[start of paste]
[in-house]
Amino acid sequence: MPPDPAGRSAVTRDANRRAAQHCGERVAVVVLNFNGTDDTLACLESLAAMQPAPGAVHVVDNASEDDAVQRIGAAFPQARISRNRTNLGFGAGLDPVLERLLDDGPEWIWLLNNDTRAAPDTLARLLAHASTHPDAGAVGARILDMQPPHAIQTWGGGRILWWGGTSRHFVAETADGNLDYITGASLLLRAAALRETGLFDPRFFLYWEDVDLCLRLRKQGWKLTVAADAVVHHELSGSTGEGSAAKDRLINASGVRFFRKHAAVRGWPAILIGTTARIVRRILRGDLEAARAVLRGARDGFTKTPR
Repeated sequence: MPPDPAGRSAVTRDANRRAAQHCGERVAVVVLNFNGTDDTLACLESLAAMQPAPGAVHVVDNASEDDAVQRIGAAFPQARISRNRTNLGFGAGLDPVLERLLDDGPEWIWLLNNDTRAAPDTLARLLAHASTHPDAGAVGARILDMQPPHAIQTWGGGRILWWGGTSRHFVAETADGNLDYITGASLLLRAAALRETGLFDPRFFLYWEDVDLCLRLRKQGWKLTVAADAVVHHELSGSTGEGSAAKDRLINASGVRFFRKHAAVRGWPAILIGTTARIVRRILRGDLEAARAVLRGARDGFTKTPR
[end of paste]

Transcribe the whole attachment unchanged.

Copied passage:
[in-house]
Amino acid sequence: MPPDPAGRSAVTRDANRRAAQHCGERVAVVVLNFNGTDDTLACLESLAAMQPAPGAVHVVDNASEDDAVQRIGAAFPQARISRNRTNLGFGAGLDPVLERLLDDGPEWIWLLNNDTRAAPDTLARLLAHASTHPDAGAVGARILDMQPPHAIQTWGGGRILWWGGTSRHFVAETADGNLDYITGASLLLRAAALRETGLFDPRFFLYWEDVDLCLRLRKQGWKLTVAADAVVHHELSGSTGEGSAAKDRLINASGVRFFRKHAAVRGWPAILIGTTARIVRRILRGDLEAARAVLRGARDGFTKTPR
Repeated sequence: MPPDPAGRSAVTRDANRRAAQHCGERVAVVVLNFNGTDDTLACLESLAAMQPAPGAVHVVDNASEDDAVQRIGAAFPQARISRNRTNLGFGAGLDPVLERLLDDGPEWIWLLNNDTRAAPDTLARLLAHASTHPDAGAVGARILDMQPPHAIQTWGGGRILWWGGTSRHFVAETADGNLDYITGASLLLRAAALRETGLFDPRFFLYWEDVDLCLRLRKQGWKLTVAADAVVHHELSGSTGEGSAAKDRLINASGVRFFRKHAAVRGWPAILIGTTARIVRRILRGDLEAARAVLRGARDGFTKTPR